I have a project in which I want to "extract" all of the geocoded addresses from a street centerline file (with my defined offset and whatever other user defined input is needed). If it is helpful here is a description of what type of format a street centerline file is in.
Currently the only way I know how to do this would be a brute force geocode (i.e. make all possible options and geocode the points that way). Which isn't an impossible option but I would like to see if a more efficient means exists.
I mostly use ESRI software (I have access to machines running 9.2 and 9.3) but if an easier solution exists in some freeware package I'm open to anything. I also have access to MapInfo through my university which I would be willing to use if a simple solution exists. Also all of the street centerline files are in .shp format so any other program will have to either use the shapefile format or have the ability for me to convert the shapefile to a useable format (I assume a trivial step).
I have a very little bit of programming experience in Python (and more extensive experience with statistical software but that won't really help out here). So if I had code options I suppose an ArcScript with a GUI or Python would be preferred.
Also my "universe" of locations I am creating will include street intersections, so if anyone can point to a solution to extract all of the street intersections in the street centerline file (and record both the intersecting streets) I would appreciate this as well. I assume this is more likely to already exist in some ArcScript.
Edit: To address DavidF's concerns, I know what information is contained in a street centerline file, and I know they are not actual and verified street addresses. For this project I am not making my own geocoder, I am simply defining the universe of address locations according to the street centerline file itself (I also know this universe will be dependent on how far I decide to offset the address locations).
The immediate goal of this question is simply to define a coordinate for all potential addresses. I'm assuming all potential addresses are integers between the minimum and maximum values for the centerline. For this project it is ok that they are not real or verified.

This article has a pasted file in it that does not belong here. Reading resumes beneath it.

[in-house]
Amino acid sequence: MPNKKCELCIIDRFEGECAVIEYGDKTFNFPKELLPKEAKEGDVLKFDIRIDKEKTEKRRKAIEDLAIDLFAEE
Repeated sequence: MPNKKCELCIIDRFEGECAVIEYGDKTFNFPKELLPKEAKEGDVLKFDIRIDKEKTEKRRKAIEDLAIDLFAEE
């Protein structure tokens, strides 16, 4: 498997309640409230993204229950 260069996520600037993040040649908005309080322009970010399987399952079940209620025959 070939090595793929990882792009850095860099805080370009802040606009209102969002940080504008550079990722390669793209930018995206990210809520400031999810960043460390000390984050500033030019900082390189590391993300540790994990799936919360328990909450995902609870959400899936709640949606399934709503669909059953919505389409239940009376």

For alittle bit more insight into the project and its goals, often with inferential spatial statistics distributions are created via creating random locations within your study boundary and calculating distributions from those random samples. Often times the universe of potential locations is dictated by residential addresses (i.e. a potential location has to be defined by whatever geocoder you are using, it can't be everywhere within the study boundary). Since these residential addresses are likely clustered in space, I want to see if functions like Ripley's K tend to be biased in using complete spatial randomness to define the sampling distribution as opposed to using the actual locations of addresses (defined apriori by whatever you are using to geocode those addresses).
I know that if I use a parcel based geocoder that pretty much all of these concerns are circumvented. I am still interested in extending the analysis to street centerline files though because as far as I'm aware street centerline files are still regularly used to geocode addresses, and so such a question is still pertinent. I plan on conducting the analysis with a parcel based geocoding system as well.
As far as DavidF's and Mark Ireland's concern about the "realness" of the addresses if I use every integer value, it is a legitmate concern given the nature of the project. If I use more addresses than really exist, it will induce artificial clustering of addresses. I would likely conduct post hoc specificity tests using Both David's suggestion (addresses only every 40 feet by a sampling strategy) and Mark's suggestion (verifying real addresses from some outside source). In either case I still want to be able to extract all the address points from the street centerline file. I am not verifying the accuracy of the geocoder from the onset, I am seeing if complete spatial randomness conforms to the distribution of points that a geocoding process could potentially give. I understand the errors associated with street centerline files, but I want to mimic how geocoding is actually conducted with a street centerline file.
Also if people can point to some literature that they think would be pertinent I would appreciate it. I know of a bit of work done on the accuracy of geocoding, but I have not seen any work addressing this particular issue.